It will be interesting to watch what happens in Montgomery County, Maryland as churches seek to take advantage of their entitlement to build in the suburban countys "agricultural reserve," virtually its last affordable real estate. For the most part, Montomery County (which sits on the northwest border of Washington, D.C.) si densely developed, though roughly one-third has intentionally been left in agriculture (with the aforementioned exemption for churches).
Now, a number of growing and rather large churches are seeking to build sanctuaries and campuses there. These same churches likely couldnt afford to build elsewhere in the county and, given their size and the traffic they would generate, wouldnt necessarily be welcomed with open arms in or near residential neighborhoods. (This, by the way was one of the issues that led to the passage of the Religious Land Use and Institutionalized Persons Act of 2000.) In this case, however, the churches aret facing NIMBYs but rather NIMARs (Not In My Agricultural Reserve)--environmentalists and lovers of green spaces. That some of the congregations that are seeking to build are African-American adds yet another complicating dimension to the issue.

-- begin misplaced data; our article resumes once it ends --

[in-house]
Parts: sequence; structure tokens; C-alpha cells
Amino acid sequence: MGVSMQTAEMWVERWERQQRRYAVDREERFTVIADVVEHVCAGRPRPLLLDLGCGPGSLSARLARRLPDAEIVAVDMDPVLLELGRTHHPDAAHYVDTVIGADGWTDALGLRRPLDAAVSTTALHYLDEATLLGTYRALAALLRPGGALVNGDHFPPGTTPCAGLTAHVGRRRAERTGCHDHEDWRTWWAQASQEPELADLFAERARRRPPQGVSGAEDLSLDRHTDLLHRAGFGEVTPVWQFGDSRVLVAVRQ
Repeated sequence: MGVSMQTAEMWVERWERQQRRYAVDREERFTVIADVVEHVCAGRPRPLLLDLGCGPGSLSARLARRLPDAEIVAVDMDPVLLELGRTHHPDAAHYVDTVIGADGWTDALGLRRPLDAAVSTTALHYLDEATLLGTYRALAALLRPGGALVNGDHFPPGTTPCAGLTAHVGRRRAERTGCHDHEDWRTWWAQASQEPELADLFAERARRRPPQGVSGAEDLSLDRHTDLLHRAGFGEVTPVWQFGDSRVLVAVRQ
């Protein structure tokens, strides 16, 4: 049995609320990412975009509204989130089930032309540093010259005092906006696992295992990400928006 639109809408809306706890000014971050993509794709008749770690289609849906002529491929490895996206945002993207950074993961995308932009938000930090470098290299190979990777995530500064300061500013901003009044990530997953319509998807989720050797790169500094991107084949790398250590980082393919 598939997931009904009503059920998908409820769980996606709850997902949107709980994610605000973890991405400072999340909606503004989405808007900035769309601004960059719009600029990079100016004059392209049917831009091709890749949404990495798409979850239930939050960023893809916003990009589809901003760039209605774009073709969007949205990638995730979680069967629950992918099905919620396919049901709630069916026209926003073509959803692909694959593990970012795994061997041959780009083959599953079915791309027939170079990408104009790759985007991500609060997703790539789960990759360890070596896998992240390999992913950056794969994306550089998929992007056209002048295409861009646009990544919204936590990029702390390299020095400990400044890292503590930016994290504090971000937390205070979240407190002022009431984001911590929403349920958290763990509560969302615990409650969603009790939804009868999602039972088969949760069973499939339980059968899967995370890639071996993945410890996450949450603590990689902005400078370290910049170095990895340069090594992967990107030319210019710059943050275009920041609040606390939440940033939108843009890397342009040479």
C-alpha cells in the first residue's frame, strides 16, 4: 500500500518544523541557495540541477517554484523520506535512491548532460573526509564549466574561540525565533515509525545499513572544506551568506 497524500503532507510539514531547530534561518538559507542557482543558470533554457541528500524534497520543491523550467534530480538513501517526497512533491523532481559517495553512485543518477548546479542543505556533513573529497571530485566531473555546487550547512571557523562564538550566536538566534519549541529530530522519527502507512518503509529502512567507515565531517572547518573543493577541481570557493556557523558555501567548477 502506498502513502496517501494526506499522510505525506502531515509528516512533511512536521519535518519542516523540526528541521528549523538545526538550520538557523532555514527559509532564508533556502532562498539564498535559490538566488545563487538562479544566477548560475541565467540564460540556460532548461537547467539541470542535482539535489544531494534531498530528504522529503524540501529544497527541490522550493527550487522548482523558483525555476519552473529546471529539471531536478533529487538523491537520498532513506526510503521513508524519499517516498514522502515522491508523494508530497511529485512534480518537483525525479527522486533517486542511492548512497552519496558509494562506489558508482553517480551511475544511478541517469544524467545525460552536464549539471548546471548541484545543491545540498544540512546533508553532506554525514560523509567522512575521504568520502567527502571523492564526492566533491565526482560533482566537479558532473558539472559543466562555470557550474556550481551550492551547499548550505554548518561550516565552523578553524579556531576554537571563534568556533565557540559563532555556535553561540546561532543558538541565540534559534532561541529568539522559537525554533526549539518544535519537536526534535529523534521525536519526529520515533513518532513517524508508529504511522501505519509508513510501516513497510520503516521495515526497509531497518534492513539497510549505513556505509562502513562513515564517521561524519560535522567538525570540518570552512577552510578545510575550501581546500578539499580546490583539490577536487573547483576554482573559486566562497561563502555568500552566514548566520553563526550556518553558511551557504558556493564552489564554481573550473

As I said, it will be interesting to see how the countys elected officials (mostly Democrats, I would imagine) deal with this hot potato.